The Offload: Struggles abound for Irish expats

Conor O’Shea would have plenty to offer Ireland; average new crop of rugby books

Ian Madigan continues to be left out at Bristol Bears. Photo: Alex Davidson/Getty Images

Ian Madigan continues to be left out at Bristol Bears. Photo: Alex Davidson/Getty Images

 

Turns out the grass isn’t always greener. Bundee Aki and Kieran Marmion appear to agree by rejecting lucrative moves abroad when re-signing last week for Connacht.

London Irish versus Bristol Bears should have been a must see game on Sunday but Paddy Jackson at fullback and Ian Madigan’s continued isolation forced a dip into why Bristol coach Pat Lam is consistently selecting 18-year-old Ioan Lloyd ahead of the 30-year-old Ireland international as cover behind starting outhalf Callum Sheedy.

Bristol are reportedly moving Madigan on next summer – for what would be his third club since leaving Leinster in 2016 – as Fijian sensation Semi Radradra replaces him as one of the club’s two marquee players that can be paid outside the salary cap.

This must be an extremely tough period for Madigan who arrived in England, after a disappointing season at Bordeaux, to guide Bristol back into the Premiership in 2018.

London Irish boss Declan Kidney is using Stephen Myler at outhalf ahead of Jackson while over in Paris Simon Zebo cannot command a starting place in the Racing 92 back three.

A line was drawn in the sand by the IRFU’s chief contract negotiator David Nucifora when Johnny Sexton returned home in 2015. For all Joe Schmidt’s assurances of keeping in text communication with players abroad, out of sight really does mean out of mind. Madigan’s current plight only strengthens Nucifora’s position.

Madigan’s kicking statistics should leave him with plenty of options but it’s unclear if he would be willing to take a dip in salary to return home. Not that Leinster or Munster are in the market for a versatile 10. Japan is where so many 30-something Springboks and All Blacks can be found. Maybe that’s the next step.

O’Shea joining England a missed opportunity for Ireland

Not to come across all biblical but Conor O’Shea is proof that a prophet is never fully appreciated in his home land.

O’Shea’s appointment as England’s performance director proves how highly regarded he is across the water.

“There is an exciting vision at the RFU,” said the 49-year-old. “It is not just about winning tomorrow, but also about sustaining success and winning long into the future.”

Conor O’Shea was last week appointed performance director at England. Photo: Dan Sheridan/Inpho
Conor O’Shea was last week appointed performance director at England. Photo: Dan Sheridan/Inpho

Precisely what Irish rugby needs, according to Gordon D’Arcy’s recent column.

Actually, London probably is home to O’Shea and his family, having initially emigrated in 1995, and now they return after a three year sojourn in Italy.

“My wife and kids deserve that if I go to a match, I’m not there chewing over it for 10 days and have our mood dependent on every game,” he added in a brief visit to Dublin.

So, the merry go round continues as the RFU hire an Irishman to do the job an Australian is doing in Dublin. This is hardly an unusual pattern. Take Munster. They parted ways with Jerry Flannery and Felix Jones only to recruit English and Australian coaches to run the pack and attack. The Ireland set up has completed the full trick of England’s 2015 coaching ticket with Mike Catt joining Andy Farrell, Stuart Lancaster and Graham Rowntree on the Emerald Isle.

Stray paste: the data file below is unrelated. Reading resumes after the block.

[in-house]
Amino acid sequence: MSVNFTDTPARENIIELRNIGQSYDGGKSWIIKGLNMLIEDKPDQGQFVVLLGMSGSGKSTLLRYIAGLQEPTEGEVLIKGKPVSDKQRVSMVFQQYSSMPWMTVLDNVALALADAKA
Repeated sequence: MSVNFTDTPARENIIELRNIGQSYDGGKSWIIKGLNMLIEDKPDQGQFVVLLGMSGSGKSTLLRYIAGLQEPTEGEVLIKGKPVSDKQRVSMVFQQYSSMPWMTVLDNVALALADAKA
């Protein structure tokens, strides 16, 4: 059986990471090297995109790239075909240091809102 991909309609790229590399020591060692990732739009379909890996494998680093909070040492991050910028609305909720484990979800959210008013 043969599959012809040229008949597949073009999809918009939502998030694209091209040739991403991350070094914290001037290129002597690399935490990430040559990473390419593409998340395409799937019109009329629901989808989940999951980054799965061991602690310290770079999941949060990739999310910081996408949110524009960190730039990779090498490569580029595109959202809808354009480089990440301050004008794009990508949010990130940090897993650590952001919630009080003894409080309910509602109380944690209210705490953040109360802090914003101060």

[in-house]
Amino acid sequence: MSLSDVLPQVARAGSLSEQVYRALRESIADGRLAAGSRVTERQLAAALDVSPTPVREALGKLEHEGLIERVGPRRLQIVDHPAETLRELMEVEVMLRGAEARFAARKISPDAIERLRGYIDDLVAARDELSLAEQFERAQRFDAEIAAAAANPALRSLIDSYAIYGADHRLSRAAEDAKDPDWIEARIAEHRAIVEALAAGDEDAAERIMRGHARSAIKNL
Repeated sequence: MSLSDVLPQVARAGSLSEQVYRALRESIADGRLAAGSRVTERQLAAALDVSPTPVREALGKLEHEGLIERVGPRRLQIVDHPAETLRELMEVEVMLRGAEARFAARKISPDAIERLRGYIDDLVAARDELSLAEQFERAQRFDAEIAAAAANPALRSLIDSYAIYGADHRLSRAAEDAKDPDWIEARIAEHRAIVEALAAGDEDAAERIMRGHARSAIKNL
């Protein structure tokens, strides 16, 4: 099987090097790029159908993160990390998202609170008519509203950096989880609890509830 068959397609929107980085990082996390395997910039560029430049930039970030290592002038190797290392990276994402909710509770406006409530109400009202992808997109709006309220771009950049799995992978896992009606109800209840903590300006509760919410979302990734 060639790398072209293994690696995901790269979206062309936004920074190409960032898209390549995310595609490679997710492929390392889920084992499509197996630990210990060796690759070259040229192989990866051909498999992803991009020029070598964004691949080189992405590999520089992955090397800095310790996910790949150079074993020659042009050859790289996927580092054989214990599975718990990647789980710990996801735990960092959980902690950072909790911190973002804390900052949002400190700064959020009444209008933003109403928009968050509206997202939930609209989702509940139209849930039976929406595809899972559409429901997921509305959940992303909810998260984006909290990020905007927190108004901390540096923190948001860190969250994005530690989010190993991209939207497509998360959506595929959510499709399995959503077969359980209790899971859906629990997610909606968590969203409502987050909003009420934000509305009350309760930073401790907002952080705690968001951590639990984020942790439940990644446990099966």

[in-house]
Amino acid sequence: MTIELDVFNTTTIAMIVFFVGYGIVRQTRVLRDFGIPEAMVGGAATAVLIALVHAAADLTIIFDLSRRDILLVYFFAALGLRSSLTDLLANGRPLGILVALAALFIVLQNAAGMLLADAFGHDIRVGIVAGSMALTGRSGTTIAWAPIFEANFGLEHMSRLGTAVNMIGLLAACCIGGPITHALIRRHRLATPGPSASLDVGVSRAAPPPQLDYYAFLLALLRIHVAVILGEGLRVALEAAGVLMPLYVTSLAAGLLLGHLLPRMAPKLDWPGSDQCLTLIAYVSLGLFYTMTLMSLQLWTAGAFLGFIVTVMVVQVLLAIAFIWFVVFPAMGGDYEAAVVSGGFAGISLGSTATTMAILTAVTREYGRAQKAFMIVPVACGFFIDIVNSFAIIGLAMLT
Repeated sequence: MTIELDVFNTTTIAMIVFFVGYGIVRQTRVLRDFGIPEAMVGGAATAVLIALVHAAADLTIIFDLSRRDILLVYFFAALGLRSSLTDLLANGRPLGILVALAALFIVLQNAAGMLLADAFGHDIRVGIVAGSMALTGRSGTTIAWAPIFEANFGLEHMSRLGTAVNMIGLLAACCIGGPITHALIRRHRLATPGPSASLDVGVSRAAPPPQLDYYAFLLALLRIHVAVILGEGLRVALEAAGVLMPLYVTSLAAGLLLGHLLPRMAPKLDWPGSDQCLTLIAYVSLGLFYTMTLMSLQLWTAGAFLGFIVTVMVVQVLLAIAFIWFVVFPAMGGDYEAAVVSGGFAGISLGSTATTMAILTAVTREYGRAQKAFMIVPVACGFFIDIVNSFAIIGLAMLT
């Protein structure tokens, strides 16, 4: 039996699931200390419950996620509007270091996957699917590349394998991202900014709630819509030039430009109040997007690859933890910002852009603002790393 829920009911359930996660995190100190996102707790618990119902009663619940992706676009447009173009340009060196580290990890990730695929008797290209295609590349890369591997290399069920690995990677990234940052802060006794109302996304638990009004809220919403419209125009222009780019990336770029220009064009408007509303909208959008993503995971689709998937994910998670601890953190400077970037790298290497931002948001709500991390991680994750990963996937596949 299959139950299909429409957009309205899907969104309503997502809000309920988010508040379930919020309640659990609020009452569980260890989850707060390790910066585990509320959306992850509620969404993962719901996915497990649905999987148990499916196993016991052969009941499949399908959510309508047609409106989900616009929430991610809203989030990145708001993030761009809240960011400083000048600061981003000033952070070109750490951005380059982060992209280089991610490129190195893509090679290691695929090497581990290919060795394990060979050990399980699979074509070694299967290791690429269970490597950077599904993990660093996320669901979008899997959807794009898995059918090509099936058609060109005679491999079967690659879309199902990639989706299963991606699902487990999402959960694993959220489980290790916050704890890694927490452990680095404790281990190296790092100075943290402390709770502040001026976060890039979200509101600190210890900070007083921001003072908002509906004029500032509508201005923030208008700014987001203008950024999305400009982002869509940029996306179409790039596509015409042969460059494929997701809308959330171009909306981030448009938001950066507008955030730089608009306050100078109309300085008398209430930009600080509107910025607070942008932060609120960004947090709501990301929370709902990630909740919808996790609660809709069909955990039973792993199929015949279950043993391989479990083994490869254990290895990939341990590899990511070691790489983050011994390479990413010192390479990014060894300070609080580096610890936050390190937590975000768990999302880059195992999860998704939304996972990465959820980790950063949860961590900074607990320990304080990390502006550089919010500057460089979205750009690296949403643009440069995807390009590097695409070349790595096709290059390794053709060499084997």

O’Shea has never worked as a professional rugby player, coach or administrator in Ireland. Perhaps that ship has sailed.

Word of mouth

“He will probably have very similar philosophies to how Brian Ashton played the game but I think we will have the armoury to be able to do it. We were just not ready for Brian. He was too early for Irish rugby but knew exactly what was needed.” – Conor O’Shea promotes incoming Ireland attack coach Mike Catt.

By the numbers

3: The number of years in the new deal penned by Bundee Aki to take him up to 2023 World Cup in France. Good business for everyone involved.

Older books better choices than current crop

Christmas is close and plenty of rugby autobiographies are clogging up the book shelves. Despite an interesting and well written Eddie Jones memoir ‘My Life and Rugby’ with Donald McRae and ‘Gordon’s Game,’ a children’s book by Paul Howard and Gordon D’Arcy, the others are best left where they currently reside.

If still seeking to gift someone a decent rugby read over the holidays we would direct you towards the ghosts of manuscript’s past.

‘Rugby, Ou Sont tes Valeurs?’ – translation: Rugby, where are your values? (2014) – by Laurent Benezech lifts the lid on the dangerous “medicalisation of performance” that has infected the sport. If your French isn’t up scratch try ‘Confessions of a Rugby Mercenary’ (2009) by John Daniell, a journeyman Kiwi lock who digs into the violence synonymous with the French club game. There are shades of Jim Bouton’s fascinating baseball tell-all ‘Ball Four.’

‘The Unsmiling Giants: The Sixth All Blacks Tour’ (1968) by Wallace Rayburn shows the eternal value of providing gifted writers enough access to paint accurate images of legendary figures like Colin ‘Pinetree’ Meads.

Best of the rest are ‘Engage’ (2011), Paul Kimamge’s harrowing but brilliantly constructed story about Matt Hampson’s life before and after breaking his neck in a scrum, ‘The Battle’ (2017) is worth revisiting because of the time Paul O’Connell and Alan English invested in the words, ‘From There To Here’ by Brendan Fanning and ‘No Borders’ by Tom English are essential history lessons while I thoroughly enjoyed working with Geordan Murphy on ‘The Outsider.’

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